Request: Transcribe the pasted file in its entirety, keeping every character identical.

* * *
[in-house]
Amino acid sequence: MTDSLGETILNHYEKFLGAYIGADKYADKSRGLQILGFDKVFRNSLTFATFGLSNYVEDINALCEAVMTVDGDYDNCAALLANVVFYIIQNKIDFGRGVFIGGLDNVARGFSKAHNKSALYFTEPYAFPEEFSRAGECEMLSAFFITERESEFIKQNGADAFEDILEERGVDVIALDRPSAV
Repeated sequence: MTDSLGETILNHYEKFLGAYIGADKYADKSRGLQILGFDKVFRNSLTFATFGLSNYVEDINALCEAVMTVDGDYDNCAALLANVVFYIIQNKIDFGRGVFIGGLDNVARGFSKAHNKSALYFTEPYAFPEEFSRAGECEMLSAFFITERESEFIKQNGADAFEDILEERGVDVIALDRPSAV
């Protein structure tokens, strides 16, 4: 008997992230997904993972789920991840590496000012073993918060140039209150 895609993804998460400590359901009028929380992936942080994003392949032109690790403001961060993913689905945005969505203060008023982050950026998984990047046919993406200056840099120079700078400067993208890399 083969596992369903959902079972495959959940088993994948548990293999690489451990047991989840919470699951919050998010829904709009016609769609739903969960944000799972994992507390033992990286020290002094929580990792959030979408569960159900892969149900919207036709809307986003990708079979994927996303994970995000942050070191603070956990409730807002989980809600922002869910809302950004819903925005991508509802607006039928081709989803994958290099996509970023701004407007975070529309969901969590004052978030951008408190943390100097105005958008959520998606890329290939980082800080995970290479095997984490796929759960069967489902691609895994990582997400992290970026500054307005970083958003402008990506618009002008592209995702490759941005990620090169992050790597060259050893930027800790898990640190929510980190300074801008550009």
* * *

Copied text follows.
[in-house]
Amino acid sequence: MTDSLGETILNHYEKFLGAYIGADKYADKSRGLQILGFDKVFRNSLTFATFGLSNYVEDINALCEAVMTVDGDYDNCAALLANVVFYIIQNKIDFGRGVFIGGLDNVARGFSKAHNKSALYFTEPYAFPEEFSRAGECEMLSAFFITERESEFIKQNGADAFEDILEERGVDVIALDRPSAV
Repeated sequence: MTDSLGETILNHYEKFLGAYIGADKYADKSRGLQILGFDKVFRNSLTFATFGLSNYVEDINALCEAVMTVDGDYDNCAALLANVVFYIIQNKIDFGRGVFIGGLDNVARGFSKAHNKSALYFTEPYAFPEEFSRAGECEMLSAFFITERESEFIKQNGADAFEDILEERGVDVIALDRPSAV
């Protein structure tokens, strides 16, 4: 008997992230997904993972789920991840590496000012073993918060140039209150 895609993804998460400590359901009028929380992936942080994003392949032109690790403001961060993913689905945005969505203060008023982050950026998984990047046919993406200056840099120079700078400067993208890399 083969596992369903959902079972495959959940088993994948548990293999690489451990047991989840919470699951919050998010829904709009016609769609739903969960944000799972994992507390033992990286020290002094929580990792959030979408569960159900892969149900919207036709809307986003990708079979994927996303994970995000942050070191603070956990409730807002989980809600922002869910809302950004819903925005991508509802607006039928081709989803994958290099996509970023701004407007975070529309969901969590004052978030951008408190943390100097105005958008959520998606890329290939980082800080995970290479095997984490796929759960069967489902691609895994990582997400992290970026500054307005970083958003402008990506618009002008592209995702490759941005990620090169992050790597060259050893930027800790898990640190929510980190300074801008550009």